On the Right Track

The secret to tripling your AUM in a decade is putting in the hours — and fol­low­ing the re­sults, Glenn G. Kautt says.

Financial Planning - - CONTENT - By Glenn G. Kautt

The secret to tripling your AUM in a decade is putting in the hours — and fol­low­ing the re­sults.

SOME AD­VI­SORS TELL ME THEY HAVE a dif­fi­cult time talk­ing to prospects. These ad­vi­sors say they are frus­trated be­cause their mar­ket­ing and sales tech­niques just aren’t work­ing.

So, what does work?

PERFECT YOUR PRAC­TICE

For one, it takes time.

Top per­form­ers in fields such as medicine, ath­let­ics and sci­ence put 10,000 to 15,000 hours into per­fect­ing their skills, author Ge­off Colvin showed in his bestselling book “Tal­ent is Over­rated.” And even af­ter reach­ing the top rung of achieve­ment, these su­per­stars re­mained im­mersed in their work, day in and day out.

Chuck Yea­ger, the first pi­lot to break the sound bar­rier, in his au­to­bi­og­ra­phy at­trib­uted his skills to years and years of prac­tice. As a test pi­lot, he flew un­proven and of­ten very dan­ger­ous ex­per­i­men­tal air­craft. He en­gaged in air com­bat. He chose duty sta­tions re­quir­ing daily flights. All that added up to more than 20,000 very dif­fi­cult hours of fly­ing over al­most 30 years.

Stop and ask your­self how many hours of for­mal train­ing you’ve re­ceived on prospect­ing and con­vers­ing with po­ten­tial clients. Is it more than 2,000 hours?

In the past 10 years, how much time have you spent ac­tu­ally talk­ing with clients and prospects, ei­ther on the phone or face-to­face? Is it more than 10,000 hours?

When you rig­or­ously track your hours and ap­point­ments, you’ll see how much work you’ve done per­fect­ing com­mu­ni­ca­tions with oth­ers. More im­por­tantly, you’ll know the re­sults of those ef­forts. If you don’t have ex­plicit records, you prob­a­bly aren’t happy with the re­sults. Worse yet, you don’t know why things are not work­ing.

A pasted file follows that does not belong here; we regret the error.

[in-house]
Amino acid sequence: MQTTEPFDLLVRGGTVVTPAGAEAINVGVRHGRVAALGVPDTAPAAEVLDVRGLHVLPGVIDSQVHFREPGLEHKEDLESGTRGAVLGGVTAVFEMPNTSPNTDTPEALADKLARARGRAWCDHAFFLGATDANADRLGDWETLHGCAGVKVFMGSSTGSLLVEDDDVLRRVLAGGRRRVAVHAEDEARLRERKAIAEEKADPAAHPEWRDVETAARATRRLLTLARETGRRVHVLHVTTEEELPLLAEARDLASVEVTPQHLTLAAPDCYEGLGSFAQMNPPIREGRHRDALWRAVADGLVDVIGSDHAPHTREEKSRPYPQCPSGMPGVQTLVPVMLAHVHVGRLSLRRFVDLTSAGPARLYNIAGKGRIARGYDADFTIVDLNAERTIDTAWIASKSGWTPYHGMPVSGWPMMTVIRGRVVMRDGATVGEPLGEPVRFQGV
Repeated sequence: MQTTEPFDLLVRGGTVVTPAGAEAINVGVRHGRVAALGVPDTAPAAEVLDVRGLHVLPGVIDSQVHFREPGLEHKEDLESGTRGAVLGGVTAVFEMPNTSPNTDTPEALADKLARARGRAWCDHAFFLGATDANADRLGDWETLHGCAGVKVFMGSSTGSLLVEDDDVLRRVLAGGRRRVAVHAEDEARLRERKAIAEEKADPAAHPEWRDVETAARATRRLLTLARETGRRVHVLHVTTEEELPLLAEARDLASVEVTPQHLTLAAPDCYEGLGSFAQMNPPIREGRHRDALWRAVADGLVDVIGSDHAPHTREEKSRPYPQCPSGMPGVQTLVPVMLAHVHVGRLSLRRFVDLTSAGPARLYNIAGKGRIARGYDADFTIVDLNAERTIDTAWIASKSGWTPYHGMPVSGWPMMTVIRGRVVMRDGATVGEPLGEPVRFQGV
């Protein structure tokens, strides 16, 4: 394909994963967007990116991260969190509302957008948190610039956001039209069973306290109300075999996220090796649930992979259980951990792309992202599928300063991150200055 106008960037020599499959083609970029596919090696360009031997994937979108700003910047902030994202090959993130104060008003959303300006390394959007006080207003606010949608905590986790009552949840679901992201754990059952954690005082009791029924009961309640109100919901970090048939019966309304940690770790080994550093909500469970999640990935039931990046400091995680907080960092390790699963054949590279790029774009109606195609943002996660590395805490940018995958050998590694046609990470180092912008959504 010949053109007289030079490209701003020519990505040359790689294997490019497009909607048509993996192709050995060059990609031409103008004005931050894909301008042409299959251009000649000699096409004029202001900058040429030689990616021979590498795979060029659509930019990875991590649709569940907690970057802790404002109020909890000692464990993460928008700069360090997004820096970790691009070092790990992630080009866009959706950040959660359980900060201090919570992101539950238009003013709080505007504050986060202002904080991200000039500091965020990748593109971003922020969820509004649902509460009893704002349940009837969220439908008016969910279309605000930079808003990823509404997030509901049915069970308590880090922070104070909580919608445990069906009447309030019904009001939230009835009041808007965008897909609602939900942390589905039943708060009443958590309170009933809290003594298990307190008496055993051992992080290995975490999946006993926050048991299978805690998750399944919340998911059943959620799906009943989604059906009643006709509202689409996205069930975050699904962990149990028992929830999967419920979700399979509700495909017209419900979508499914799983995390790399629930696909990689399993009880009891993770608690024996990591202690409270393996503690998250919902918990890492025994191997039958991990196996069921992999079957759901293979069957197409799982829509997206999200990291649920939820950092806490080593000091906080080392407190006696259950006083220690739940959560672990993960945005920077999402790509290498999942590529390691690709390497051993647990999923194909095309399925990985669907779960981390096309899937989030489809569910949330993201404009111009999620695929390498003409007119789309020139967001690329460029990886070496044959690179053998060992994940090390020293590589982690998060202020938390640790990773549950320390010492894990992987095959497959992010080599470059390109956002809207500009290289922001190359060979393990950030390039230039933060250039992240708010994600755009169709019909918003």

I re­cently re­viewed my cal­en­dar to see how many client or prospect meet­ings I’d had in the first four months of the year. Here’s what I found:

COUNT THE HOURS

Sur­prise! The cal­en­dar I was re­view­ing was from 1998. At that point, I’d been an ad­vi­sor for 15 years and a CFP for 11 years. I also owned my own firm, which had $170 mil­lion in AUM.

As­sum­ing those meet­ings av­er­aged two hours each, I cal­cu­late that I spent about 1,500 hours meet­ing with prospects and clients that year. In other words, about 50% of my work time was de­voted to client re­la­tions and re­la­tion­ship build­ing.

Track­ing has served me well in my pro­fes­sional life. My busi­ness nearly tripled in size over the next decade, reach­ing $500 in AUM by 2008. I con­tinue to rely on this anal­y­sis: At my firm to­day, ev­ery ad­vi­sor has his or her goals re­viewed reg­u­larly by a su­per­vi­sor. Monthly per­for­mance num­bers are pub­lished for ev­ery staffer to see.

I be­gan this prac­tice of track­ing client

If you don’t have ex­plicit records, you prob­a­bly aren’t happy with the re­sults. Worse yet, you don’t know why things are not work­ing.

ac­tiv­ity and rev­enue gen­er­a­tion in 1985, shortly af­ter I started in the fi­nan­cial plan­ning busi­ness. In three short years, I had a sig­nif­i­cant amount of data, and I could see the busi­ness gen­er­ated by my reg­u­lar train­ing and my meet­ings with prospects.